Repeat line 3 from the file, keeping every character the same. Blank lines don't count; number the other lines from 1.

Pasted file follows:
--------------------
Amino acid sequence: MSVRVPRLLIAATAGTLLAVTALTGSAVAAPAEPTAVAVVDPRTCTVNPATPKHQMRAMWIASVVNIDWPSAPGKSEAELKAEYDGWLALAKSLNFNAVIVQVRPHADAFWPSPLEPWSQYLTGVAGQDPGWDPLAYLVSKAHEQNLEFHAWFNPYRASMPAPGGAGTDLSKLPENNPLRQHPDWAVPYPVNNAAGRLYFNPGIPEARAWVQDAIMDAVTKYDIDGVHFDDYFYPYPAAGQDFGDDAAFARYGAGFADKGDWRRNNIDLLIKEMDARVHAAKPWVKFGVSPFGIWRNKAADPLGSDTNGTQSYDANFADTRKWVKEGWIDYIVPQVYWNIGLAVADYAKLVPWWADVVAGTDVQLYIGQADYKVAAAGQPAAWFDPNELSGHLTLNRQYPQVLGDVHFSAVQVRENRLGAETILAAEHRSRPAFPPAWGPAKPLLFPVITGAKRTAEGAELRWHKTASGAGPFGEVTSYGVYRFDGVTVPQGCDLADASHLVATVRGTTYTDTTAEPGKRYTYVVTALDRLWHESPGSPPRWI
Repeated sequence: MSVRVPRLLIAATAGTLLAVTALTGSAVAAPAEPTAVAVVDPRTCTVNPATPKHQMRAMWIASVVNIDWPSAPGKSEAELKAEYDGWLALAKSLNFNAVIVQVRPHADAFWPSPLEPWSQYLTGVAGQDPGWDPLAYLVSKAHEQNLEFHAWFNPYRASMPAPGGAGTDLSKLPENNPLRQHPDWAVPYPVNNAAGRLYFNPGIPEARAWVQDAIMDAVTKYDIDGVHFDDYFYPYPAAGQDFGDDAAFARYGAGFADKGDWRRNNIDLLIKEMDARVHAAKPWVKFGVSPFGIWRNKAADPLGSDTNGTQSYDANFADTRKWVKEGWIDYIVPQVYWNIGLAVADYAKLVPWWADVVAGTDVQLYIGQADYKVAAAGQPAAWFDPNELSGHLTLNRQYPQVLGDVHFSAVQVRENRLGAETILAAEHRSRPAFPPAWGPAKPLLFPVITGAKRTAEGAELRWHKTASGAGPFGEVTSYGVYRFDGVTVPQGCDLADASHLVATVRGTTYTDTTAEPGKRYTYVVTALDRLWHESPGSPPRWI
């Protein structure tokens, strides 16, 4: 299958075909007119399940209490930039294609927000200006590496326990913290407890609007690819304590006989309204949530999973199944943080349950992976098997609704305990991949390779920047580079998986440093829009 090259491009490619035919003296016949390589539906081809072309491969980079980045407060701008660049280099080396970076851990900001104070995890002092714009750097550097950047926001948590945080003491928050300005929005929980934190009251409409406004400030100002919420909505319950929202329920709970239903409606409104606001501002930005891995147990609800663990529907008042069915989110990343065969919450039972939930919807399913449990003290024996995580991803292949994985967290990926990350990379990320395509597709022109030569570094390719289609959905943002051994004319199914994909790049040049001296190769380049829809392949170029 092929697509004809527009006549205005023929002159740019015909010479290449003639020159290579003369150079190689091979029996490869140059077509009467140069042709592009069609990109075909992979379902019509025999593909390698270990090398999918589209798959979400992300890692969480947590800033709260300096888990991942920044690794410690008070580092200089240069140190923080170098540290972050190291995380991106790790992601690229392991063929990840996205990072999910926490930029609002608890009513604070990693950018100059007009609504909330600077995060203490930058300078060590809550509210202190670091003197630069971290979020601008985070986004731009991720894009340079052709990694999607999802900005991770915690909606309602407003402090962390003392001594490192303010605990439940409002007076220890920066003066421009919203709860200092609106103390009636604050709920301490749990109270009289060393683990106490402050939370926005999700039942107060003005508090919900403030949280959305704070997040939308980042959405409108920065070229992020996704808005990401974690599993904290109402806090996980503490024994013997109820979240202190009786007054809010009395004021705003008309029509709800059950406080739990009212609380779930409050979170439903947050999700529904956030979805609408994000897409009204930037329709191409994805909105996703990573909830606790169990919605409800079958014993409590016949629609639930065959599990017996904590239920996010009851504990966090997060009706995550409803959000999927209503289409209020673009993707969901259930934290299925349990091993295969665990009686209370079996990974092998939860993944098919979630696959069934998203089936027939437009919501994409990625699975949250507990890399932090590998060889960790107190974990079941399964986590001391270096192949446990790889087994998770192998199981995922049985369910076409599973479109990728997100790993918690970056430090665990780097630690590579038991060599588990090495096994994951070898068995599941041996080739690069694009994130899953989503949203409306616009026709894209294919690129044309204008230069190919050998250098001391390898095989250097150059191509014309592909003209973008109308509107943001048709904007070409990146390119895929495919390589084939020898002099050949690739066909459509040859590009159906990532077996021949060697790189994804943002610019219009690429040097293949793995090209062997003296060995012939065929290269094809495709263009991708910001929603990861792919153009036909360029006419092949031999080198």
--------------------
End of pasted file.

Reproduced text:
């Protein structure tokens, strides 16, 4: 299958075909007119399940209490930039294609927000200006590496326990913290407890609007690819304590006989309204949530999973199944943080349950992976098997609704305990991949390779920047580079998986440093829009 090259491009490619035919003296016949390589539906081809072309491969980079980045407060701008660049280099080396970076851990900001104070995890002092714009750097550097950047926001948590945080003491928050300005929005929980934190009251409409406004400030100002919420909505319950929202329920709970239903409606409104606001501002930005891995147990609800663990529907008042069915989110990343065969919450039972939930919807399913449990003290024996995580991803292949994985967290990926990350990379990320395509597709022109030569570094390719289609959905943002051994004319199914994909790049040049001296190769380049829809392949170029 092929697509004809527009006549205005023929002159740019015909010479290449003639020159290579003369150079190689091979029996490869140059077509009467140069042709592009069609990109075909992979379902019509025999593909390698270990090398999918589209798959979400992300890692969480947590800033709260300096888990991942920044690794410690008070580092200089240069140190923080170098540290972050190291995380991106790790992601690229392991063929990840996205990072999910926490930029609002608890009513604070990693950018100059007009609504909330600077995060203490930058300078060590809550509210202190670091003197630069971290979020601008985070986004731009991720894009340079052709990694999607999802900005991770915690909606309602407003402090962390003392001594490192303010605990439940409002007076220890920066003066421009919203709860200092609106103390009636604050709920301490749990109270009289060393683990106490402050939370926005999700039942107060003005508090919900403030949280959305704070997040939308980042959405409108920065070229992020996704808005990401974690599993904290109402806090996980503490024994013997109820979240202190009786007054809010009395004021705003008309029509709800059950406080739990009212609380779930409050979170439903947050999700529904956030979805609408994000897409009204930037329709191409994805909105996703990573909830606790169990919605409800079958014993409590016949629609639930065959599990017996904590239920996010009851504990966090997060009706995550409803959000999927209503289409209020673009993707969901259930934290299925349990091993295969665990009686209370079996990974092998939860993944098919979630696959069934998203089936027939437009919501994409990625699975949250507990890399932090590998060889960790107190974990079941399964986590001391270096192949446990790889087994998770192998199981995922049985369910076409599973479109990728997100790993918690970056430090665990780097630690590579038991060599588990090495096994994951070898068995599941041996080739690069694009994130899953989503949203409306616009026709894209294919690129044309204008230069190919050998250098001391390898095989250097150059191509014309592909003209973008109308509107943001048709904007070409990146390119895929495919390589084939020898002099050949690739066909459509040859590009159906990532077996021949060697790189994804943002610019219009690429040097293949793995090209062997003296060995012939065929290269094809495709263009991708910001929603990861792919153009036909360029006419092949031999080198």